Economics & Markets

Global trade wars could escalate

By AMP Capital

AMP Capital Chief Economist Shane Oliver has warned that the global trade war could escalate, triggering further short-term investment volatility, but will ultimately be resolved through a negotiated settlement.

Oliver says the trade war issue is going to be with us for some time to come. “There is a risk here,” he says. “There is continued talk of escalation and retaliation, more tariffs on China potentially, and talk of tariffs on auto imports particularly from Europe. So, these things could escalate, and this issue could go further; it’s gone a lot further than I would have thought.”

The US has already implemented tariffs on steel and aluminium imports and some tariffs on China with US President Donald Trump threatening more tariffs down the track, particularly in retaliation to any retaliation by other countries. The moves have triggered fears of a full-blown ‘trade war’ – primarily between the US and China – as countries move to retaliate and enforce their own tariffs on imports.

“The concern about global trade remains,” Oliver says. “We have seen some tariffs put in place, particularly in relation to steel and aluminium going into the US, and a bit of retaliation going on there. And likewise, some of the threatened tariffs have been put in place on Chinese imports going into the US which is of course where the key conflict is at present.”

But Oliver says that it is important to keep perspective on the trade wars threat. He says that the total amount of goods coming into the US subject to tariffs that have actually been implemented represents around just 3 per cent of total imports. “It’s a relatively modest impost at this stage,” he says.

Oliver says that from a historical perspective, the tariffs are also limited. “This is not the 1930s where all goods coming into the US were subject to a 20% tariff starting in 1930 – that was the so-called Smoot Hawley tariffs that helped make the Great Depression ‘great’. We’re not at that point yet.” The Smoot-Hawley legislation led to retaliation by other countries and triggered a collapse in world trade, significantly worsening the global economic downturn of the time.

Oliver says that ultimately tariffs on Chinese imports will begin to affect US consumers and voters, ramping up pressure for a settlement.

“As more and more tariffs are imposed, particularly on goods coming from China and potentially on car imports, that’s going to put up prices for American consumers, many of whom vote for Donald Trump. That’s not going to be good news going into the mid-term elections.”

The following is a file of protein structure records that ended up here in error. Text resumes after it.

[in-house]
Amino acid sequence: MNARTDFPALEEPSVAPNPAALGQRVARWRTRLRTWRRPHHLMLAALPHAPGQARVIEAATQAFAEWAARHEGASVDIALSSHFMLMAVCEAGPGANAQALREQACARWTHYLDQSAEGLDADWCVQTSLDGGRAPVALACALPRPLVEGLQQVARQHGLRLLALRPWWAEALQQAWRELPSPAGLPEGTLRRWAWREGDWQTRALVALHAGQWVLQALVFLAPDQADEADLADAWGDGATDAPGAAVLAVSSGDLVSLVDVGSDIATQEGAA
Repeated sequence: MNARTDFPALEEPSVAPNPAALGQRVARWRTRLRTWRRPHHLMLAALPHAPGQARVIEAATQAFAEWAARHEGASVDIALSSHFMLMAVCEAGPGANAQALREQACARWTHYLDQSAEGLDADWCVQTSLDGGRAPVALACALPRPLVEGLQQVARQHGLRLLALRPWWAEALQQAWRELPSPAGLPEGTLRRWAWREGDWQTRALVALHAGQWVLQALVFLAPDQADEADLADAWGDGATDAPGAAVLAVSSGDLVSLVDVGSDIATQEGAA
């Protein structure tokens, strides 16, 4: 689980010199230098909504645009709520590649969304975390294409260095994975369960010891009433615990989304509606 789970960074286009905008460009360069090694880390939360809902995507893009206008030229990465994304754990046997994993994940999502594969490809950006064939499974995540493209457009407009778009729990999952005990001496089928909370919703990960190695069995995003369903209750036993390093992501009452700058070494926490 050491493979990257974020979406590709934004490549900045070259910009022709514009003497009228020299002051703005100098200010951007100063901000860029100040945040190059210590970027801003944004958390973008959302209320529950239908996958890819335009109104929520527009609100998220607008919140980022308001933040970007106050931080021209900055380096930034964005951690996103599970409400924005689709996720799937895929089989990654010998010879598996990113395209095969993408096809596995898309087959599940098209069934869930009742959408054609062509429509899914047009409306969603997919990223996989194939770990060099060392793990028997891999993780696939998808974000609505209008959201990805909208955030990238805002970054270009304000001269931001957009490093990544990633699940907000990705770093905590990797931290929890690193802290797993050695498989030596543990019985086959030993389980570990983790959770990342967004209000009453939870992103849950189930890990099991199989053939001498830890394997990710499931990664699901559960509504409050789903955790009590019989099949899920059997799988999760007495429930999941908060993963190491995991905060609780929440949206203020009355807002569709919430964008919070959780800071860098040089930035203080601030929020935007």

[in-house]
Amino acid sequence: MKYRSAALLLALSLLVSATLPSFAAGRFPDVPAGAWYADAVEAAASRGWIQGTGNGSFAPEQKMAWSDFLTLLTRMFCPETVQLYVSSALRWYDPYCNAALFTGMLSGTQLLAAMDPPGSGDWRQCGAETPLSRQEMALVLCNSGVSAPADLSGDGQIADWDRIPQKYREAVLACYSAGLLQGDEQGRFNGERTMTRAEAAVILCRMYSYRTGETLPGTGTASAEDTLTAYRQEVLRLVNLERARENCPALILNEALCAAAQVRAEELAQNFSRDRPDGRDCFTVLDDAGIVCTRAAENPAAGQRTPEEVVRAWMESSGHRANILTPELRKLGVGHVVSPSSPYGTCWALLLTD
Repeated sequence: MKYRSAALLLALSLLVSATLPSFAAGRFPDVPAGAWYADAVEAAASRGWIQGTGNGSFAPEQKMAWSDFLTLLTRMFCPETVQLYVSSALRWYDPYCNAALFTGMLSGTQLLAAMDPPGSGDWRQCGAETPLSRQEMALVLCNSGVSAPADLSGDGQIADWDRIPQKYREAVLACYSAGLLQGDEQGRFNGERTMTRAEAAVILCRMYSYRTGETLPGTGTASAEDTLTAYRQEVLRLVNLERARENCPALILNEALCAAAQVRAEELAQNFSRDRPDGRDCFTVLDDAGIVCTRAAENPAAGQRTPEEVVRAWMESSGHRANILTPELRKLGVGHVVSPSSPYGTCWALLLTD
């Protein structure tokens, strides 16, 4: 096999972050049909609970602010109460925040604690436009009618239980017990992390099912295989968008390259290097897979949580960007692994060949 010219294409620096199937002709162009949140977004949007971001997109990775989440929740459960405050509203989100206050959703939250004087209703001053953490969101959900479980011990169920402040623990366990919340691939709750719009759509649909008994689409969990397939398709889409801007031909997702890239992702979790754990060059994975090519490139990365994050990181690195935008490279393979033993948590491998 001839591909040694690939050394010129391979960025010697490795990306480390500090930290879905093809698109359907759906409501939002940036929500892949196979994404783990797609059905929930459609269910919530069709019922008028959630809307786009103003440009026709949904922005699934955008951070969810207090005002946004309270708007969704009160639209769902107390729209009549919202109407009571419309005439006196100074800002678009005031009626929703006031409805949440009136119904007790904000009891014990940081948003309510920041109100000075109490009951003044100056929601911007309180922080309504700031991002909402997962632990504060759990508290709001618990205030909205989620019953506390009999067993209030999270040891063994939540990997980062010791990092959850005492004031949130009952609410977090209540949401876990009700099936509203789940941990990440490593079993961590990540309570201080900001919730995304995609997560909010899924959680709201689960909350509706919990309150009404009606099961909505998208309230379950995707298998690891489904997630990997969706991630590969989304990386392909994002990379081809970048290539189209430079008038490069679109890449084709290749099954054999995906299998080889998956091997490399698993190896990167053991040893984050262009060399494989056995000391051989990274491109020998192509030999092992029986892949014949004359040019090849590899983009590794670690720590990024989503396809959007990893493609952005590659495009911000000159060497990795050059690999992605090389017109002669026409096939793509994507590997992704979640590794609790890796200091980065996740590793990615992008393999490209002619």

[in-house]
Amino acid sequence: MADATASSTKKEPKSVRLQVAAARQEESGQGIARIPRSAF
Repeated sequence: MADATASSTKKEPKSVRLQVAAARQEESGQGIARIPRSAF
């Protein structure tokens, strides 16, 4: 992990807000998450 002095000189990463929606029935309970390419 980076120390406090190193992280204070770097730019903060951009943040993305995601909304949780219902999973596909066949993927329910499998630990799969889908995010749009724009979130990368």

Retaliation from other countries will also begin to trigger US job losses. “Don’t forget we’re seeing retaliation against Harley Davidson, potentially Boeing, and soybean producers and various agricultural production; in the US that’s going to result in job losses.”

“Ultimately, we believe there will be some form of negotiated solution,” Oliver says. But the issue could get worse before it gets better. That means more volatility in the short term in investment markets around the issue of a trade war threat.”

  • Economics & Markets
  • SMSF News
Share this article

Important notes

While every care has been taken in the preparation of this article, AMP Capital Investors Limited (ABN 59 001 777 591, AFSL 232497) and AMP Capital Funds Management Limited (ABN 15 159 557 721, AFSL 426455)  (AMP Capital) makes no representations or warranties as to the accuracy or completeness of any statement in it including, without limitation, any forecasts. Past performance is not a reliable indicator of future performance. This article has been prepared for the purpose of providing general information, without taking account of any particular investor’s objectives, financial situation or needs. An investor should, before making any investment decisions, consider the appropriateness of the information in this article, and seek professional advice, having regard to the investor’s objectives, financial situation and needs. This article is solely for the use of the party to whom it is provided and must not be provided to any other person or entity without the express written consent of AMP Capital.

Cookies & Tracking on our website.  We use basic cookies to help remember selections you make on the website and to make the site work. We also use non-essential cookies, website tracking as well as analytics - so we can amongst other things, show which of our products and services may be relevant for you, and tailor marketing (if you have agreed to this). More details about our use of cookies and website analytics can be found here
You can turn off cookie collection and/or website tracking by updating your cookies & tracking preferences in your browser settings.